Patients' therapeutic outcome was not calculated in our study since the data set was incomplete. We were able to retrieve the antifungal therapeutic regimes for 26 out of 67 patients indicated in Table 1. Therapy was dependent on the site of infection and underlying disease. In short, patients with IA (n = 6): 2 received ITC, 2 ITC, and VCZ, 1 received ITC in addition to AMB, VCZ and fluconazole, and 1 was treated with VCZ and caspofungin; immunocompromised patients (n = 5): 1 was treated with AMB and caspofungin, 1 with VCZ and AMB, 1 with caspofungin, fluconazole, miconazole and VCZ, and 2 patients each with VCZ and miconazole; patients diagnosed with fungal rhinosinusitis (n = 9): 8 received either VCZ and/or ITC, and 1 treated with VCZ in addition to caspofungin. Patients with respiratory Aspergillus infection or colonization (n = 11): 4 received VCZ, 2 treated with ITC, 1 with caspofungin, 1 with caspofungin and AMB, 1 with AMB, caspofungin and VCZ, 1 with ANID, and 1 patient received miconazole probably for a superficial infection. Among 3 patients who died within 30 days of diagnosis, 1 was treated with caspofungin, miconazole and VCZ, 1 with VCZ, and 1 with ANID. For patients treated with multiple antifungal drugs, it was unknown whether the drugs were administered singly or in combinations.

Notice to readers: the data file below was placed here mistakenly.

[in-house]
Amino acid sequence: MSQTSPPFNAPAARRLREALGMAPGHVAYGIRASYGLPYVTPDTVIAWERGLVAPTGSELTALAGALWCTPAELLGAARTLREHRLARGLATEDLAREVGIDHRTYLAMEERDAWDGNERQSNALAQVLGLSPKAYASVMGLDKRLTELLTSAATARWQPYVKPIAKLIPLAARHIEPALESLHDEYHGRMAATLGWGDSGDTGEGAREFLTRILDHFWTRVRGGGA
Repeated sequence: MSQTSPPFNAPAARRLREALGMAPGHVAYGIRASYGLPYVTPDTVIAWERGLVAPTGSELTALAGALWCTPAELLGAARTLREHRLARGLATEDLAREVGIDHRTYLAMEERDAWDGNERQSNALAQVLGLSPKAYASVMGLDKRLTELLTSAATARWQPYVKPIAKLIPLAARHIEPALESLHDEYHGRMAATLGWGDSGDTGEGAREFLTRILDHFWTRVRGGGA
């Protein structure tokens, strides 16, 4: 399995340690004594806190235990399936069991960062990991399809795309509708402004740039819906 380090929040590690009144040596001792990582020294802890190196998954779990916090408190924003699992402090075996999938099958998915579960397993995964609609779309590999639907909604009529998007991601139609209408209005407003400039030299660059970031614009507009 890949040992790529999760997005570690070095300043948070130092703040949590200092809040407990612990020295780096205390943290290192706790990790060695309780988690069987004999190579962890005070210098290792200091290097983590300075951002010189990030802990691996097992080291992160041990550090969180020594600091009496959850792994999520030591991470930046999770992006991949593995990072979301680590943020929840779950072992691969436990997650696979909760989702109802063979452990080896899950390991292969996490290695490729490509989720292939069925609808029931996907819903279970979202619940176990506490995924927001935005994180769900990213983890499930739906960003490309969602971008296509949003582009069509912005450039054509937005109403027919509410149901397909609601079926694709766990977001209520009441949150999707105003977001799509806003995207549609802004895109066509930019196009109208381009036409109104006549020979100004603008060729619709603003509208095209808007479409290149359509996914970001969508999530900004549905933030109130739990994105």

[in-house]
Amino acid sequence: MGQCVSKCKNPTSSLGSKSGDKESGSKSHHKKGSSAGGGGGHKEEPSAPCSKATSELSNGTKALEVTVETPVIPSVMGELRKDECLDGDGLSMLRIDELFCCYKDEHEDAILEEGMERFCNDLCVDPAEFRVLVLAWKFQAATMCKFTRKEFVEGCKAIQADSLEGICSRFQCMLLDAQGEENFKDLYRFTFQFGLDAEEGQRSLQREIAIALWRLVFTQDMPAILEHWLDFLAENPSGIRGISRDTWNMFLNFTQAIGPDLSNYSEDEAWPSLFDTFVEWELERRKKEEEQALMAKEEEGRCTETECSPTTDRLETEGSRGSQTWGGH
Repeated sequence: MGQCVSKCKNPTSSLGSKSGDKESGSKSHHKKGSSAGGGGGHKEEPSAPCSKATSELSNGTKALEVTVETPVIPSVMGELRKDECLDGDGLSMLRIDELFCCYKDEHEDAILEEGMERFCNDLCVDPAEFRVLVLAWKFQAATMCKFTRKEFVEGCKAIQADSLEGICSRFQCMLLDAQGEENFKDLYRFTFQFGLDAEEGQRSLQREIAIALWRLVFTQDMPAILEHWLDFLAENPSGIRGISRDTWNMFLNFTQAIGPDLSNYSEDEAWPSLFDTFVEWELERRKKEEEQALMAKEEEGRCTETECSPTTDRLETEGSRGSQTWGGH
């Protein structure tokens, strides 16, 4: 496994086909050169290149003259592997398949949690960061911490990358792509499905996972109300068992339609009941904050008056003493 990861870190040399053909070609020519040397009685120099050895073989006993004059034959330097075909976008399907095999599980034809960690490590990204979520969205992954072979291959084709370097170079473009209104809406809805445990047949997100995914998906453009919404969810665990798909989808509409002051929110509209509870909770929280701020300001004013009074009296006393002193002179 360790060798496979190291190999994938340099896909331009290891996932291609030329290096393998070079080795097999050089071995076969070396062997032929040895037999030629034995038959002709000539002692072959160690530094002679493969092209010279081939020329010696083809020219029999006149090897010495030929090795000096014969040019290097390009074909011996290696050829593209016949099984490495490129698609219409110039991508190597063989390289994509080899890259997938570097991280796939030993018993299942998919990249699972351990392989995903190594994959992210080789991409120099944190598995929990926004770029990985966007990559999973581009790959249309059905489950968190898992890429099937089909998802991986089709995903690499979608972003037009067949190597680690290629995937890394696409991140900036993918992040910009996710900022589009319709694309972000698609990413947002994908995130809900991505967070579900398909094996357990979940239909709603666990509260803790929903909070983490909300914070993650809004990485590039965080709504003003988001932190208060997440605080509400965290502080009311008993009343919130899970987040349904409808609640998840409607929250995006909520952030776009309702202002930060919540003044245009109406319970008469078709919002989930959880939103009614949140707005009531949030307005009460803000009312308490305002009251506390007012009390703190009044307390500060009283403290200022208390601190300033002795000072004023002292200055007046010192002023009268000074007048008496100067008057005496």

The current study highlights the molecular identification and antifungal susceptibility profiles of 70 clinical Aspergillus species in Qatar. Future studies with larger sample size, including clinical and environmental samples, would provide more insight into the epidemiology of clinical aspergilli in the country.
In conclusion, we report the molecular identification and in vitro antifungal susceptibility profiles of 70 Aspergillus spp. recovered from various clinical specimens in Qatar. Rare and cryptic Aspergillus species with variable antifungal susceptibilities were detected. Triazole resistance, and recently Echinocandin resistance, is emerging in many parts of the world. Further investigation of resistance mechanism(s) is warranted for species with reduced susceptibilities to antifungal drugs. Infectious disease physicians must be aware of the emerging and resistant species to decide on accurate treatment and improved clinical outcomes.
The datasets generated for this study were deposited in Genbank. The accession numbers are listed in Table 2.